Other Alternatives of Screening:
- Genetic Counseling: carrier testing for relatives at increased risk and prenatal diagnosis for pregnancies at increased risk are possible if the disease-causing mutations have been identified in an affected family member.
- Prenatal diagnosis: It can be performed by enzyme testing on cultured amniocytes or chorion villus cells.
- A bacterial inhibition method: Thin layer chromatography and tandem mass spectrometry are all able to detect an increase in leucine, isoleucine and allo-isoleucine.
- Ketonuria Test: can be detected by standard urine test strips; ketonuria in a newborn should always be followed by investigation for metabolic disorders.
- *Plasma Amino Acids: elevation of BCAAs. Detection of allo-isoleucine (may not appear until the sixth day of life) is diagnostic.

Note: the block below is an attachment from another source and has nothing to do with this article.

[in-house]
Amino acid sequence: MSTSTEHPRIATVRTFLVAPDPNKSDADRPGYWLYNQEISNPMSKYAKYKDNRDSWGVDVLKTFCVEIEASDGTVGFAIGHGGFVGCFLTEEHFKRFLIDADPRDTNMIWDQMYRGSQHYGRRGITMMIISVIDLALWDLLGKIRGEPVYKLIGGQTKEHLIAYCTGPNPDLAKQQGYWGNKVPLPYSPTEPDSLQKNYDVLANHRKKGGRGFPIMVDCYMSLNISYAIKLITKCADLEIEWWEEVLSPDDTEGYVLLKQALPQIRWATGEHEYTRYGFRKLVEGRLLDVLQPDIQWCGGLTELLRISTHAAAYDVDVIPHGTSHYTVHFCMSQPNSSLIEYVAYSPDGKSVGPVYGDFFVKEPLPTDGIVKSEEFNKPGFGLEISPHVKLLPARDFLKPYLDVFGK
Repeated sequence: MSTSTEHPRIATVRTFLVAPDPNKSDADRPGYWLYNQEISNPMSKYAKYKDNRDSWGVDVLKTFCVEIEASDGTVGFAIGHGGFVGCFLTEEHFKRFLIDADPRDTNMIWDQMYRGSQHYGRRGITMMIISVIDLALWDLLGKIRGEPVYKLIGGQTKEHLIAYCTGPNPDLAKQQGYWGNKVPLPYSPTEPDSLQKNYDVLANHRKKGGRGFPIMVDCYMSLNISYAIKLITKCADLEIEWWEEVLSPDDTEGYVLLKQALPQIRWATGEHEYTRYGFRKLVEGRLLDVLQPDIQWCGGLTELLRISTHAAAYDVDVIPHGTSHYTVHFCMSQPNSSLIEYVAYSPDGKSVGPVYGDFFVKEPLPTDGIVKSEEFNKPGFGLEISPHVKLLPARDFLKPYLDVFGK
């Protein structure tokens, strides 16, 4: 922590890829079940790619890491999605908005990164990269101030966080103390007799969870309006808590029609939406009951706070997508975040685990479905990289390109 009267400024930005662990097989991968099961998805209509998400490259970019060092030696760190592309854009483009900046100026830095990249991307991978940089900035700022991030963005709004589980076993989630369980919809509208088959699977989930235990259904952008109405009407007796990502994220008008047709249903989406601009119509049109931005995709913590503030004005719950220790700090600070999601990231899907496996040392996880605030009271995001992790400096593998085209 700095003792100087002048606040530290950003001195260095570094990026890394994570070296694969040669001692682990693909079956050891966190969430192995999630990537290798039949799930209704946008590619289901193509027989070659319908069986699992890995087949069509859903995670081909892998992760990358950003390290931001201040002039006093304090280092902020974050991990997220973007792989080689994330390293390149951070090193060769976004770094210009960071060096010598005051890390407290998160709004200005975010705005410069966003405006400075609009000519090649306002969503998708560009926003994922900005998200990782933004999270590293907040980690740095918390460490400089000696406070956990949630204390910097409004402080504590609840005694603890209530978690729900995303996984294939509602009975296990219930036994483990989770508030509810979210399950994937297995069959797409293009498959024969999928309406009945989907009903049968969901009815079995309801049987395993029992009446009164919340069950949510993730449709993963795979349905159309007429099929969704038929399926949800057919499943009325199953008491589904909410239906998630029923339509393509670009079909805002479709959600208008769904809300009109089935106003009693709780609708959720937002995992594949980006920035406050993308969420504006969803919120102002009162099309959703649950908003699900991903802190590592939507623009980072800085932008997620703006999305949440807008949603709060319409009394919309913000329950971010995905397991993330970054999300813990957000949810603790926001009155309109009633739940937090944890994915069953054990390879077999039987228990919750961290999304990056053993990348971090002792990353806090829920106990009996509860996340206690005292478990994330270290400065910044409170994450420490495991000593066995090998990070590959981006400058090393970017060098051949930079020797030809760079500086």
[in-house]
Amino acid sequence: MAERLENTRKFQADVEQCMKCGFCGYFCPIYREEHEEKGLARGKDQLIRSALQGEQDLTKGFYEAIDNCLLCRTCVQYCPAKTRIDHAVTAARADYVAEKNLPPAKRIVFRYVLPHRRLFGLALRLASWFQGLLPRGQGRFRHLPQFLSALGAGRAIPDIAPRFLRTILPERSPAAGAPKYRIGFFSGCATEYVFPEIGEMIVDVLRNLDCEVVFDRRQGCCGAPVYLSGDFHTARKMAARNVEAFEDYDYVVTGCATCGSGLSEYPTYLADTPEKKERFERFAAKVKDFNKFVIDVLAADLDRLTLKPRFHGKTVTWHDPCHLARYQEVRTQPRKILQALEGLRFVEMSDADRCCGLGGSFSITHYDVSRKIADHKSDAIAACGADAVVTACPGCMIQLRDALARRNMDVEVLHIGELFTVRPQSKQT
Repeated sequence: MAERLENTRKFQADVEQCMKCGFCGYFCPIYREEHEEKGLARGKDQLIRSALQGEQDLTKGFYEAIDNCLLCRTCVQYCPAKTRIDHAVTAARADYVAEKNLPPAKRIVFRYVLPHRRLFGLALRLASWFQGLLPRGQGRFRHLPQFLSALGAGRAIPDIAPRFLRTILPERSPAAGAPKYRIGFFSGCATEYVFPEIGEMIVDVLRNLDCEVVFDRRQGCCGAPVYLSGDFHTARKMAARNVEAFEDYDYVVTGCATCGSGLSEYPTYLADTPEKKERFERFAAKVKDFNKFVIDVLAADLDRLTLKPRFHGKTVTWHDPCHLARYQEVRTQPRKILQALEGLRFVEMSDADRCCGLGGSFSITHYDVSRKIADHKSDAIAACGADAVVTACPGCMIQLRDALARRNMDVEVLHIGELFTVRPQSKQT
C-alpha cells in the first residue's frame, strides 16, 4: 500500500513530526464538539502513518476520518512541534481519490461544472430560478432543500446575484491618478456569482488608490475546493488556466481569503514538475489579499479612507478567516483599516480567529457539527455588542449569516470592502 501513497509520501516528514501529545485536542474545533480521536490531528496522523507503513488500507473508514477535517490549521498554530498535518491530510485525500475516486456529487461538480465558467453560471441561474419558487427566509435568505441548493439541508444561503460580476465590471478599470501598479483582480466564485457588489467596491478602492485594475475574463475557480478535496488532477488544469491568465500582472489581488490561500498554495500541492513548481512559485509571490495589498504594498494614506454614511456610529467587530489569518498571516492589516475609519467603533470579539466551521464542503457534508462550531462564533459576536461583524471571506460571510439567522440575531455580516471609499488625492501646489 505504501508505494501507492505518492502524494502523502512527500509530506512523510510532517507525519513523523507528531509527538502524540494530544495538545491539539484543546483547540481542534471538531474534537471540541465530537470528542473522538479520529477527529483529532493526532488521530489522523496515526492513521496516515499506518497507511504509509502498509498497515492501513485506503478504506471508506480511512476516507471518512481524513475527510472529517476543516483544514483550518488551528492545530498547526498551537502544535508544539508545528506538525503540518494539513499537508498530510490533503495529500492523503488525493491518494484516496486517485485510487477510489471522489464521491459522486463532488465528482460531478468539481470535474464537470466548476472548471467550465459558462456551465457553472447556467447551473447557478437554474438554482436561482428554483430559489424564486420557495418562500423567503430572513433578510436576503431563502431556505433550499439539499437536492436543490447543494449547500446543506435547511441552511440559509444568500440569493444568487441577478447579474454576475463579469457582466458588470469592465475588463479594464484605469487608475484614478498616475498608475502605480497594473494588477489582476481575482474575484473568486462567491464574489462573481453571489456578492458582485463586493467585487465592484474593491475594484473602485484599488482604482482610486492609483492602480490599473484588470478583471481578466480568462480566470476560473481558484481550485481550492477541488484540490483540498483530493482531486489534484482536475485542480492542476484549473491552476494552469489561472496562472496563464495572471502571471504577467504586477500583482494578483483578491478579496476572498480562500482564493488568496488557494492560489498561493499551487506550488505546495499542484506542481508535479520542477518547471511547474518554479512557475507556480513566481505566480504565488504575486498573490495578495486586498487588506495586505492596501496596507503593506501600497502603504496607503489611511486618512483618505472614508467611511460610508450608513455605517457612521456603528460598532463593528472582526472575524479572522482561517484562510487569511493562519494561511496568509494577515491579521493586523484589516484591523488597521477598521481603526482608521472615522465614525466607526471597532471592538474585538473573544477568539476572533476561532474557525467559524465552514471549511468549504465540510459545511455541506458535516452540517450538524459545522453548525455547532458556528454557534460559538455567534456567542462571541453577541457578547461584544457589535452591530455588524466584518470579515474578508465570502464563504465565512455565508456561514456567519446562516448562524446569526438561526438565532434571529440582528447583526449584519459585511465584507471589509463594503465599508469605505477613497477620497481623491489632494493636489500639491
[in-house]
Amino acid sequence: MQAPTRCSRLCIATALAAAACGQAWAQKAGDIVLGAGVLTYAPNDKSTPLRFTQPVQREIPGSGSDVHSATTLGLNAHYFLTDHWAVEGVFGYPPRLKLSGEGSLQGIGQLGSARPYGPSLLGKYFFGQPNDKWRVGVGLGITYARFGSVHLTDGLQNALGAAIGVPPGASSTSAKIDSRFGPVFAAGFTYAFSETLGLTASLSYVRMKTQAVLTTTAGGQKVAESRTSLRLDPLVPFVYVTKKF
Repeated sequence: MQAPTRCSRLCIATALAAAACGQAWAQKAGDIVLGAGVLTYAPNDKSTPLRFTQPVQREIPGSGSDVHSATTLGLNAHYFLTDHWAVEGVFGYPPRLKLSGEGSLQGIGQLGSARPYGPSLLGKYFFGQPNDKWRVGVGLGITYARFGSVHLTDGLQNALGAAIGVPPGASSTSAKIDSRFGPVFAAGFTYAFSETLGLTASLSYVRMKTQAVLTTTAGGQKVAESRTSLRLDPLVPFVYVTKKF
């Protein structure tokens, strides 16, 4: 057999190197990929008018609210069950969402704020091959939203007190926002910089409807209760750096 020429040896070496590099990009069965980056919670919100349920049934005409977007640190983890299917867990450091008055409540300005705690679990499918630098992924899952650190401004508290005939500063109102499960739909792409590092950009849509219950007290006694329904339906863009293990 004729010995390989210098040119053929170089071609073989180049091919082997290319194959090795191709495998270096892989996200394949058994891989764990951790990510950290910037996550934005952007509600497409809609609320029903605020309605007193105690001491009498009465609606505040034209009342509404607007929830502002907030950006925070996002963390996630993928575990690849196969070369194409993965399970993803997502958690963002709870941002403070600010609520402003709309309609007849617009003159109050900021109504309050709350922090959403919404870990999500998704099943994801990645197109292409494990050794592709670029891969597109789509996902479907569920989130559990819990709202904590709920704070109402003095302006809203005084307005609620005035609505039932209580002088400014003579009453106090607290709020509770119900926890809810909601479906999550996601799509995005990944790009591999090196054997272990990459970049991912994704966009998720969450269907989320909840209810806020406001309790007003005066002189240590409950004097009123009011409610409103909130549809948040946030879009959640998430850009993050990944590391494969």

- *Urine test: organic acids by gas chromatography-mass spectrometry: for the detection of alpha-hydroxyisovalerate, lactate, pyruvate and alpha-ketoglutarate.
- Enzyme Activity can be measured in lymphocytes and/or cultured fibroblasts, although this test is not necessary for diagnosis.
*Amino acids and urine tests are available at AFIP, Rawalpindi.
How MSUD should be treated:
The baby may need to be on a protein-restricted diet to avoid foods containing proteins that your baby’s body cannot break down. A dietician can help you plan the best diet for your child. Special formulas and foods for children with maple syrup urine disease (MSUD) are also available. These formulas will likely need to continue through adulthood.